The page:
An early Maurice Tourneur

491-le friquet

Le friquet (Frgm.)
R: Maurice Tourneur. B: Jean Joseph-Renaud , Willy (play), Gyp (novel). D: Pauline Polaire, Henry Roussel, César, André Dubosc, Renée Sylvaine, Gilbert Dalleu. P: Éclair. Fr 1913

Print temporarily not available

“One of Tourneur’s most acclaimed films was this (…) tale – one of Tourneurs earliest important surviving works – which was long thought to be the first film he directed at Éclair. Scripted by the author-director Jean Joseph-Renaud, it stars the well-known vaudeville artist Polaire (Emile-Marie Bouchard-Zouzé, 1873-1941), a close friend of Colette, in her first film. A tale of a young girl seeking love, Tourneur’s film takes in the elements of abandonment, abuse, and sacrifice. (…) The film was one of the earliest by Tourneur to be shown in the United States – where the director was unmentioned in the credits. It is ‘well staged and photographed’, wrote ‘Moving Picture World’ (4/11/14), ‘and there are charming exteriors and fine interiors.’ There is also comedy when, for the first time in her life, Marie encounters a real bed and ‘toilet accessories’, in the home of the mayor.”
Harry Waldman: Maurice Tourneur: The Life and Films. McFarland 2001, p. 19/20

“(…) the writer whose pseudonym was Gyp (1849-1932) was born Sybille Gabrielle Marie Antoinette de Riquetti de Mirabeau, Comtesse de Martel de Janville. (…) As Gyp, she pretended to be an army officer with a satirical view of fashionable high society. In her writing, Gyp employed the enfant terrible as narrator. Gyp aroused her enemies, created political excitement, and won the respect of Henry James. She was a combination of fanatical nationalist and right-wing anarchist, calling herself an Anti-Semite. Her influence during the Dreyfus Affair was destructive, and any film based on her work was bound to create a stir. (…) Tourneur adapted several works by the rabble-rousing Gyp before coming to the United States.”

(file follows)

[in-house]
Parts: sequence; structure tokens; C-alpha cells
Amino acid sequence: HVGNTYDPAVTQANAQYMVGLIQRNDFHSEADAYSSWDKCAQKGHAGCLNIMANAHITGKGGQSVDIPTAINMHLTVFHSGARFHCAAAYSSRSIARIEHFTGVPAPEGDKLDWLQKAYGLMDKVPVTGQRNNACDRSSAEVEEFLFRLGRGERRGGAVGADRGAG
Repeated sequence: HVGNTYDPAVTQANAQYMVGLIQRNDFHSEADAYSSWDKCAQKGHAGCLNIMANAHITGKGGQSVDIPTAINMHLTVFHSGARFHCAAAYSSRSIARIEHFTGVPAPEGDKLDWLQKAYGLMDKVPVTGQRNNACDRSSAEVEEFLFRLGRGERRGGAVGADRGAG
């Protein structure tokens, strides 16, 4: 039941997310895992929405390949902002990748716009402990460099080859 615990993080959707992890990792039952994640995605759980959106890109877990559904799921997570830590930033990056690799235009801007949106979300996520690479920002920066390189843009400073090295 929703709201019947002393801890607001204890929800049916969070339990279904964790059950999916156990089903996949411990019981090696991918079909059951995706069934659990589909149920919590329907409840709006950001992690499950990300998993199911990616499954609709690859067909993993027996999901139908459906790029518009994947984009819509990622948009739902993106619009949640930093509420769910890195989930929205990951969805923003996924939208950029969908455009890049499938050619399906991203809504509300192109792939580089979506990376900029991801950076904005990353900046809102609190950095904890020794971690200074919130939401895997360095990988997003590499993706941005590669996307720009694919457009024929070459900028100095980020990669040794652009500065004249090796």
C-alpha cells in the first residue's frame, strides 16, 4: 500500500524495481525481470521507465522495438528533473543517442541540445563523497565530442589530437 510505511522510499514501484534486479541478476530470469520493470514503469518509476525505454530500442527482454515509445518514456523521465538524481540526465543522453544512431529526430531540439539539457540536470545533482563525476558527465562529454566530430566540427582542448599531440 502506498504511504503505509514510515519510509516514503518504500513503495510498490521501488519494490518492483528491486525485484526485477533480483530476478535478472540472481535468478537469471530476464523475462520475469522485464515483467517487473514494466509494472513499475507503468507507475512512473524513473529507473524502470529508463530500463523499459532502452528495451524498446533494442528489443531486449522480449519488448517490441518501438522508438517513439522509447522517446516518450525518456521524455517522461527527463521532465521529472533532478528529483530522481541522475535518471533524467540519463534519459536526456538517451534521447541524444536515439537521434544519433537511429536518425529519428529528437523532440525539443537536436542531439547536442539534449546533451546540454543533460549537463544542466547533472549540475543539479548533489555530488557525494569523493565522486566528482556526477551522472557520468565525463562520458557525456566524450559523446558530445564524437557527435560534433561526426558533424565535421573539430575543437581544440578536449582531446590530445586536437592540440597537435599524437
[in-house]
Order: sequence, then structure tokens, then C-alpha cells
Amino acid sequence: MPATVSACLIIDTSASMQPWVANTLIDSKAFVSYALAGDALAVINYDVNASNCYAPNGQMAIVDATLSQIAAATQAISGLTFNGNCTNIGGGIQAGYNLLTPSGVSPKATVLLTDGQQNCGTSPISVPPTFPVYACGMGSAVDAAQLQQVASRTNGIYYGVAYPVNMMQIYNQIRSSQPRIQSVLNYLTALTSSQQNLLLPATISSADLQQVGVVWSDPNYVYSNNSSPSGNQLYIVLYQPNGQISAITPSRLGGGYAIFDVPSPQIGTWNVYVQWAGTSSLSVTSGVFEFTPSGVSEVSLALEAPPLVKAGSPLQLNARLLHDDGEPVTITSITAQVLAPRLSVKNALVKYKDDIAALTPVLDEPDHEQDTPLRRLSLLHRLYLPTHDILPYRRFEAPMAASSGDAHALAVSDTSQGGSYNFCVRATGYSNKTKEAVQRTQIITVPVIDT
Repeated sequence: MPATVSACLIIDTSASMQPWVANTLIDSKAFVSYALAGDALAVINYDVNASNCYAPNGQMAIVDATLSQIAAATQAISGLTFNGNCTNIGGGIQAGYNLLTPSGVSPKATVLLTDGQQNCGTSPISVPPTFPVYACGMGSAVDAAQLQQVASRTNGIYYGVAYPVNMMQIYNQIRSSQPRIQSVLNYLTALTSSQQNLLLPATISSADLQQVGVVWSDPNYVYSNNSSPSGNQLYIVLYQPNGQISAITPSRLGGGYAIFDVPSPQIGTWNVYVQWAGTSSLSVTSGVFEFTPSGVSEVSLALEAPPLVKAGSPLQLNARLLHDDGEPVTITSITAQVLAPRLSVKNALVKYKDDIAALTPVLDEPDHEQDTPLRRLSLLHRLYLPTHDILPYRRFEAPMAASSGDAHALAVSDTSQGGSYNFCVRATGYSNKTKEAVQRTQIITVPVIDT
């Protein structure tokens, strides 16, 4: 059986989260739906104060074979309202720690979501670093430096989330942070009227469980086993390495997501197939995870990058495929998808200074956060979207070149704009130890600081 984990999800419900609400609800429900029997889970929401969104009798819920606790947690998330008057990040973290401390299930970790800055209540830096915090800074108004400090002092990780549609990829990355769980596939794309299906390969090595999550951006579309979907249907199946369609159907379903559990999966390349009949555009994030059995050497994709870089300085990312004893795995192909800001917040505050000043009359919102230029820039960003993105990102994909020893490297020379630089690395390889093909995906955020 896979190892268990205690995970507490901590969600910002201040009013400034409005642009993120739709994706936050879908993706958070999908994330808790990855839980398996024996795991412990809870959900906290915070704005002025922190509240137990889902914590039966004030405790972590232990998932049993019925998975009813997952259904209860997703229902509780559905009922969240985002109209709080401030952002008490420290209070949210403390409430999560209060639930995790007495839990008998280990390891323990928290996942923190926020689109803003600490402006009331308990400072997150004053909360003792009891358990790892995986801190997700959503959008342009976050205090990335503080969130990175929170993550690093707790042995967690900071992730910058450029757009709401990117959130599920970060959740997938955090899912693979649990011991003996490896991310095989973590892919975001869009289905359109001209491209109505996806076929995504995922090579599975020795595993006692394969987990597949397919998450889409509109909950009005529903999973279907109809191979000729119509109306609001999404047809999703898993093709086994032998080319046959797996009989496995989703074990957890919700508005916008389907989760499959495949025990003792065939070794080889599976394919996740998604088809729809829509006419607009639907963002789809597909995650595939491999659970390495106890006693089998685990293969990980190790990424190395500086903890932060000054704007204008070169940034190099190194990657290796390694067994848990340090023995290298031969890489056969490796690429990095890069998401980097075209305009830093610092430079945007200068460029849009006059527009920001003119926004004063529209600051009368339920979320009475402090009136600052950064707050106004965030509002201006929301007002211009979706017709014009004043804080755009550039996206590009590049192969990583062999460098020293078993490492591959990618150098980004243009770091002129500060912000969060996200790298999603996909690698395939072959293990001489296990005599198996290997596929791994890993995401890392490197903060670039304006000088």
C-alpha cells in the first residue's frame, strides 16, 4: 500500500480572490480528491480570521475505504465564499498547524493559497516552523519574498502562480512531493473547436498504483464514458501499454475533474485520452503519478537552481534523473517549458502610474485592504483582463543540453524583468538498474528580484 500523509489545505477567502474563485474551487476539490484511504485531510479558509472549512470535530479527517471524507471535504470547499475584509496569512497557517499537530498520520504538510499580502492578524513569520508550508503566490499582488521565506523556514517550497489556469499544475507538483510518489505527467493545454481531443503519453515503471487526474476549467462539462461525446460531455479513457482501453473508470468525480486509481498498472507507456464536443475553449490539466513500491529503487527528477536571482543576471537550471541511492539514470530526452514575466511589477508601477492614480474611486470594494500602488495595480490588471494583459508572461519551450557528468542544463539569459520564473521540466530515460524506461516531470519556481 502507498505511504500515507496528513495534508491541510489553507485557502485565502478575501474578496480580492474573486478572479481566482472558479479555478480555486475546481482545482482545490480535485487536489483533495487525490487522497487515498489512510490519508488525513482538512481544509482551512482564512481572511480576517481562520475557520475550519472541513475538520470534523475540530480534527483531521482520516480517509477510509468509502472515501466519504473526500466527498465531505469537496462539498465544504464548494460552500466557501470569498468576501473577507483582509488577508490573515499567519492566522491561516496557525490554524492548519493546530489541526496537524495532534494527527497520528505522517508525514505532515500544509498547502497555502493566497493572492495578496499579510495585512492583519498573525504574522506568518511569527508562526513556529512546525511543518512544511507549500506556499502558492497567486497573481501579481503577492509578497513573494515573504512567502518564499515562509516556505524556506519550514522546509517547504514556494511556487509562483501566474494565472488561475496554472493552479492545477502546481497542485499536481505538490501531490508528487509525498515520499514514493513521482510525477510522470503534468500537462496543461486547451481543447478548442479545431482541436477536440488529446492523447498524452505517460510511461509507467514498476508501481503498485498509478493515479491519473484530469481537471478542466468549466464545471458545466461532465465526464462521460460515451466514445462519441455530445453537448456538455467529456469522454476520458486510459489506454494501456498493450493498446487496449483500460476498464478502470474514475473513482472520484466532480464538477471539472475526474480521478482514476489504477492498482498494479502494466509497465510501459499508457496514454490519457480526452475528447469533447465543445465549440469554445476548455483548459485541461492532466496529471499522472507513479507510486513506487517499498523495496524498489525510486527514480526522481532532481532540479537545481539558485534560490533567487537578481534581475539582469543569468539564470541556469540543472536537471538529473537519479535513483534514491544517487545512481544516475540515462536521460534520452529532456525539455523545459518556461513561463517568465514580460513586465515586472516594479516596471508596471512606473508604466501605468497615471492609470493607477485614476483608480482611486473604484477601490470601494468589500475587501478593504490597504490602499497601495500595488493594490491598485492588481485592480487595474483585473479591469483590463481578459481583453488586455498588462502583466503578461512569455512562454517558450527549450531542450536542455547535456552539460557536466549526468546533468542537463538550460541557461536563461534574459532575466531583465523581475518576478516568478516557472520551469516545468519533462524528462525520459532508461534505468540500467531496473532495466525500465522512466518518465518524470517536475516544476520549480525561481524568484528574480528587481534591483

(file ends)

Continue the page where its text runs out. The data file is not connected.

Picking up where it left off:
Harry Waldman, op. cit., p. 8

Tourneur in Hollywood
Like D.W. Griffith, Mickey Nielan, Rex Ingram, and a host of other American directors who reached their stride in the mid-1910s, only to fall into unemployment, unproductivity or hackdom by the mid to late 1920s, Maurice Tourneur was a victim of the American studio system and the concomitant institutionalization of what has become known as classical Hollywood narrative. Like Griffith, Tourneur fought against the encroaching power of the film monopolies, attempting not only to produce what he perceived to be high quality, artistic films, which went against the conventions of standardized, genre production, but also to polemicize against the overriding profit mania of the film factory. For a brief ten years, from 1914 to 1924, Tourneur maintained his status as an independent producer-director, financed for much of that time by the film entrepreneur, Jules Brulatour. (…) In his best surviving work, one can see Tourneur clinging to conventions, which Noel Burch has called the “Primitive Mode,” but which might better be identified as the road not taken by classical Hollywood cinema. Their visual theatricality and self-conscious compositions would be antithetical to the plot and logic driven narratives Hollywood would come to prefer. Likewise, Tourneur’s oftentimes fragmented and episodic narratives consciously defy the rules of classical plot construction, as they were being formulated by industry practitioners.”
Jan-Christopher Horak
UCLA Film & Television Archive

>>> Tourneur films on this website: Figures de CireAlias Jimmy Valentine